CHICAGO - Education and sharing of information is essential to any alliance, especially one like IGA that represents 4,000 independent retailers who operate in 40 countries. The task of designing learning and development systems to bring this alliance together and make it stronger fell on the shoulders of Paulo Goelzer, president, IGA Coca-Cola Institute, and chief learning officer and executive vice president, IGA International. Goelzer joined IGA in 1996 as a consultant. During his tenure with IGA, he initiated a number of IGA's most effective fast-track projects. The most influential of these projects was the design and implementation of the IGA Coca-Cola Institute, an educational foundation offering blended training to a worldwide retail community. SN asked Goelzer about the challenges of creating a learning system across disparate languages and cultures. Here is what Goelzer had to say about the systems now in place and what he envisions for IGA learning going forward.
SN: What is the challenge in devising a learning system that translates across international boundaries and cultures?
GOELZER: The challenge is not to design a program that will go across boundaries. Retail is a very local business. You cannot create something that is universal. There are two processes. One is the process of translation. The other is localization. I can have English translated to Spanish because it is for those in the Spanish community working in the United States. It needs translation, but it needs no localization. We have cashier training, and a clerk in South Africa is called the 'till pecker' - the position has a name and obviously the functions are similar. So you need to call out its name. That is the localized aspect. The language is based on the culture of that location.
SN: Explain the system and its components.
GOELZER: There are three main components. Last year we trained a total of about 2,000 people. The IGA Coca-Cola Institute, which I founded in 2001, is an educational foundation. We have week-long certification classroom training, run twice a year, for management-level members. Every session is sold out, and we train 80 managers a year. About 50%-60% of participants are international members. Our Web-based training, launched in 2003, is another certification program for entry-level grocery store workers. It is designed to support retailers in their on-the-job training. Those taking a Web-based course must pass each section of the course by a score of at least 80%. If you don't score 80%, the software brings the content back and you have to do it again until you get it right.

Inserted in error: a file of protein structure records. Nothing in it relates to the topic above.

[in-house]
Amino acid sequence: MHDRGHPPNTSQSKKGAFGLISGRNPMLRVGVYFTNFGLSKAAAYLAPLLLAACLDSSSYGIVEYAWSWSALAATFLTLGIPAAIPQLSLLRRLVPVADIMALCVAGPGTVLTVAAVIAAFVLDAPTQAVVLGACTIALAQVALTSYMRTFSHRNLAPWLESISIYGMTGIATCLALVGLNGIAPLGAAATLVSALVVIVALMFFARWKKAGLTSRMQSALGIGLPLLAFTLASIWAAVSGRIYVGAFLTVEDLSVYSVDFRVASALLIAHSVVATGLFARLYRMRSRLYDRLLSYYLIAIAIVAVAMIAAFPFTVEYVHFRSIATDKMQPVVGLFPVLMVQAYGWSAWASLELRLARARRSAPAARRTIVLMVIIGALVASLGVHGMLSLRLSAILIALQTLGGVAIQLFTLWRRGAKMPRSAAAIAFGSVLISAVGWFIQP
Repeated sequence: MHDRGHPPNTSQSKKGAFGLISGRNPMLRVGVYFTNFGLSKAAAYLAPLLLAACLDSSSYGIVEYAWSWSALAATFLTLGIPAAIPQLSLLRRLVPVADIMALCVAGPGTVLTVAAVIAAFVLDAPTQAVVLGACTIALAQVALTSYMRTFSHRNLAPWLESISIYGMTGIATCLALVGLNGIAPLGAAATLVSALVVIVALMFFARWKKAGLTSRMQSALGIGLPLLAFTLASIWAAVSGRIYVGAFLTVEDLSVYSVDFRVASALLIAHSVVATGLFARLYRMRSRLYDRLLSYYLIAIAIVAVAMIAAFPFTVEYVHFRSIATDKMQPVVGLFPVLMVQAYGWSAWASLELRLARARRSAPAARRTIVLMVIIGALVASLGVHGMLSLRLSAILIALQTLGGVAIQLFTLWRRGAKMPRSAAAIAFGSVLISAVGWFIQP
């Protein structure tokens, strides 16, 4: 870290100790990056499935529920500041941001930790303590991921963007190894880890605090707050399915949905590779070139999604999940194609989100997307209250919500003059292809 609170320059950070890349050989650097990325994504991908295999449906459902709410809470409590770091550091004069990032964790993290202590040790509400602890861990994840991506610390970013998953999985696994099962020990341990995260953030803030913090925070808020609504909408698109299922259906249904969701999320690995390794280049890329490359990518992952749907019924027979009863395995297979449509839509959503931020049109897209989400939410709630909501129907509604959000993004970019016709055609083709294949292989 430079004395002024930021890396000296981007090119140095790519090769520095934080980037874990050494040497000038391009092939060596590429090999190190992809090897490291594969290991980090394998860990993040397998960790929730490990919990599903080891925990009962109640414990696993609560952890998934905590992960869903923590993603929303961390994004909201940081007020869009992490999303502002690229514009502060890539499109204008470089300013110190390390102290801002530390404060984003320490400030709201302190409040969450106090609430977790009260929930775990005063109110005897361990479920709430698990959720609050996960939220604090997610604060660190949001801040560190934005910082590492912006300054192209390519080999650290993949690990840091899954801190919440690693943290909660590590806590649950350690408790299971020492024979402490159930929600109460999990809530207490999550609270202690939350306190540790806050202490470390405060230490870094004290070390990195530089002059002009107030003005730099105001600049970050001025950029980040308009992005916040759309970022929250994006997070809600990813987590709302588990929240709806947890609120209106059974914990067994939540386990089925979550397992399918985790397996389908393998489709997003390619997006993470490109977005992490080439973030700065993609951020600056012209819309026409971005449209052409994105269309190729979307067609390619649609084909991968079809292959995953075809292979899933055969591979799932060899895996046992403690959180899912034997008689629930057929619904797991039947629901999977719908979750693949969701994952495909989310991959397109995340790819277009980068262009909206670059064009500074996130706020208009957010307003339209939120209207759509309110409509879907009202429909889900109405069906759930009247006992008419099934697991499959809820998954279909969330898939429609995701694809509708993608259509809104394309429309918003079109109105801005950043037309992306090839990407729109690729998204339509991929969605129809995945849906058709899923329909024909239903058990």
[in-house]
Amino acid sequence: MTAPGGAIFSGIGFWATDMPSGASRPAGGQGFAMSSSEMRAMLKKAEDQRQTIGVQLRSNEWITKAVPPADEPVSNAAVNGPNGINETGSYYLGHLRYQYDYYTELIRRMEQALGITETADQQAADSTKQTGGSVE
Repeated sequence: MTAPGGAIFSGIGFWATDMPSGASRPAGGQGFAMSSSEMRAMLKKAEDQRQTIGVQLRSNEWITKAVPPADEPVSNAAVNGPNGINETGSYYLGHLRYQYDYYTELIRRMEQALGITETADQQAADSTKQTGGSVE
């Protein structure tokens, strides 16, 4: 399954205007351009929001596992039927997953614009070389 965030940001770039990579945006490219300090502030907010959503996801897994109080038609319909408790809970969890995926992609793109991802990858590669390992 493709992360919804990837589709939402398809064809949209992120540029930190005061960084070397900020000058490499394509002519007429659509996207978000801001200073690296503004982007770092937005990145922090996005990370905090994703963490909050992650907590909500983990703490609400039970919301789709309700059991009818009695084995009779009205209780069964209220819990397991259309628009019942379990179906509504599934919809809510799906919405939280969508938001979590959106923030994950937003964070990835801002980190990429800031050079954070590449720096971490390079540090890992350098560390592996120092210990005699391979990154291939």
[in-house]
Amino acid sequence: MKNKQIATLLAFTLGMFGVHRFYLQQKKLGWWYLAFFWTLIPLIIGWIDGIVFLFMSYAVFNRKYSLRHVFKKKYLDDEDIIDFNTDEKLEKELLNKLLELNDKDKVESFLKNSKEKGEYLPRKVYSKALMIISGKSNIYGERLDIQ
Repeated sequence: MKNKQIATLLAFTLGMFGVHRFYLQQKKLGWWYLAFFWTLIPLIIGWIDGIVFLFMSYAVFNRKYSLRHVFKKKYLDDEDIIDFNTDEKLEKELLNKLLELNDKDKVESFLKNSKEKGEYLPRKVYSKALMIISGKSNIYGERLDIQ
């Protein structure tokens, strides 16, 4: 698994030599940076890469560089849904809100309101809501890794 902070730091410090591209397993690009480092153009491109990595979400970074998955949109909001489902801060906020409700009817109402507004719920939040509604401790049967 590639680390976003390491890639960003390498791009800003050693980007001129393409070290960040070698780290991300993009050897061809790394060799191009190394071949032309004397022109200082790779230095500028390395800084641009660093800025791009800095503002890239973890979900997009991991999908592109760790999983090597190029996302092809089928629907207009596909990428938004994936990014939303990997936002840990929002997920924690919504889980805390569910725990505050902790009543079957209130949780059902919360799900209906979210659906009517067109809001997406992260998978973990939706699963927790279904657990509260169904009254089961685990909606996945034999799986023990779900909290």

The last component is the 3,000-page training manual. It is used as reference to train people in stores and contains everything from job descriptions to store sanitation.
SN: How much does this cost your members?
GOELZER: IGA is a non-profit, privately held company. We exist for the benefit of our members. We get revenue strictly for the maintenance of our foundation. Funding is for training, research and development of people. The Web-based training and manual is totally free to members. The classroom training has the support of a 20-person faculty and includes store tours. The cost to IGA members is about $1,800 for the week.
SN: Is this learning available to all countries where your members operate?
GOELZER: It is available in all countries. Any IGA retailer today has access to these tools. We don't have all languages, but it is all available in English.
SN: Why is IGA's educational training so important?